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Nutrition food vegetarian Why You Never Want To Label Your Diet

Growing up in an Italian family meant I grew up around food, and lots of it! Food was encouraged, enjoyed and talked about all the time; it was at the heart of everything we did. Every aspect of growing, picking, cooking, preserving, eating, composting and harvesting brought us all together as a family and a community.

These rituals were common knowledge to me because I was exposed to it. I searched for the freshly laid eggs under the hens’ warm belly. I knew what was growing in the vegetable garden each season. I waited impatiently for the raspberries to be ripe enough to be picked and loved hiding in the rows of fresh garden peas, podding and eating handfuls all to myself. The seasons and how to grow, cook and enjoy food was central to my daily life. Now, in my adulthood, food is still my connection to nature and to the natural ways of the world. The seasons are my guide to my own bodily rhythms and cycles and even though I don’t grow my own vegetables these days, I still find myself drawn to farmers markets and places where I can connect to food.

For me, one of the most beautiful things about food, are the stories they have to tell and the lessons we can learn from them.

If those stories start being told, then those lessons can be learnt and passed onto younger generations, as they were to me. As a chef, I am motivated to inspire others to search for their own stories and learn their own lessons from the foods they eat and prepare. Food can mean a lot of different things to a lot of different people. My interpretation of food is based on my life and the experiences I have had and the flavours I like to combine. I think the most important thing to remember is that food is extremely personal.

Stop Labeling Your Diet! You're Making Things More Difficult.

Box of fresh cherriesOver time my passion around food has greatly changed and now I find I am at a stage where feeding my body what it needs and educating my patients how to learn this art is a true passion of mine. What my body needs at certain stages of life is different to every other person on this planet. This individuality is something I hold onto very strongly and respect in all of us. That is why there is no one-fits-all diet and never will be. We could also argue that is why we find our society, as a whole is so confused about what we should eat for our health. No government guidelines could ever cover the individuality of the mass population and nor should we expect it to.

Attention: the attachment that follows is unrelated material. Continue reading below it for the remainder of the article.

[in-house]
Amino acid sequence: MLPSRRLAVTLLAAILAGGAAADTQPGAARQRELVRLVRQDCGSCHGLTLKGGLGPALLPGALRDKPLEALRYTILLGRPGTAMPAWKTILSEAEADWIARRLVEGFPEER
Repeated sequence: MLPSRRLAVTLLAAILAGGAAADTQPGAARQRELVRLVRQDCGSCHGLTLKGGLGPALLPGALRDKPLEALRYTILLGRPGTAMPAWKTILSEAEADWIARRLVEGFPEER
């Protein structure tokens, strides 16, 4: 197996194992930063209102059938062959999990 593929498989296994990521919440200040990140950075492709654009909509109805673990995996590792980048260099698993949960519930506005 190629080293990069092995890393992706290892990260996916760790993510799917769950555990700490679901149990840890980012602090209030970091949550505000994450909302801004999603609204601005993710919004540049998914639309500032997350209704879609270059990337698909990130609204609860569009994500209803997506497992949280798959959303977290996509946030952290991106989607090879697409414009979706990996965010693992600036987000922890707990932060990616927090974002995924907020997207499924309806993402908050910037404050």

I believe each one of us needs to learn the art of eating for our own bodies. We have to take responsibility for our own health and diet by becoming our own experimental guinea pigs. When we start to connect to how certain foods make us feel then we can start to piece together what works for us and what we need to leave out. We now live in a world where people consciously choose to remove large food groups or specific types of foods from their diet as a way towards health. It can be so hard to know where to position ourselves amongst the confusing information regarding nutrition and well-being. Often peoples, individual choices are made out of necessity due to an intolerance or allergy but what we must remember is that a grain-free diet for one person may be correct for a certain period of time and for a certain health related reason but cannot be assumed to be correct for another at that time in their life. That is why I will never label my diet, because I chose to listen to my body. What it needed as a teenager while I was training as an athlete was different to what my body needs now, it will be different in my pregnancies and my menopausal years, so calling myself a vegetarian or a vegan who eats some eggs is a limiting label and could cause me more harm than good over a lifetime. The message I want to convey here is that it’s about listening to our bodies needs and feeding it according to its many factors such as environment, age, manifesting symptoms and emotional needs at that very moment in time and if you are going to make a dietary change then you must be in tune with your body and make sure you are listening to its needs rather than following a trend.

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Most people assume I am a vegan or gluten-free in my dietary habits, but when they see me tucking into a breakfast of eggs and smoked salmon, they think again. For the majority of the time, I choose to eat a vegetarian, gluten, dairy and sugar-free lifestyle but I never allow myself to become dogmatic about it. My body is free to have whatever it lets me know it wants. I often have cravings for certain vegetables; rocket and mushrooms are a common theme as is yoghurt and halloumi cheese!

If I could make one wish, it would be that we could all become a little less controlling about our diets and live in a place of palate freedom with a good dose of connection to our own bodies and education around the good and bad stuff. Allowing a balance of connection, discipline, common sense and indulgence to be our approach. Mine is and I hope yours can be too.

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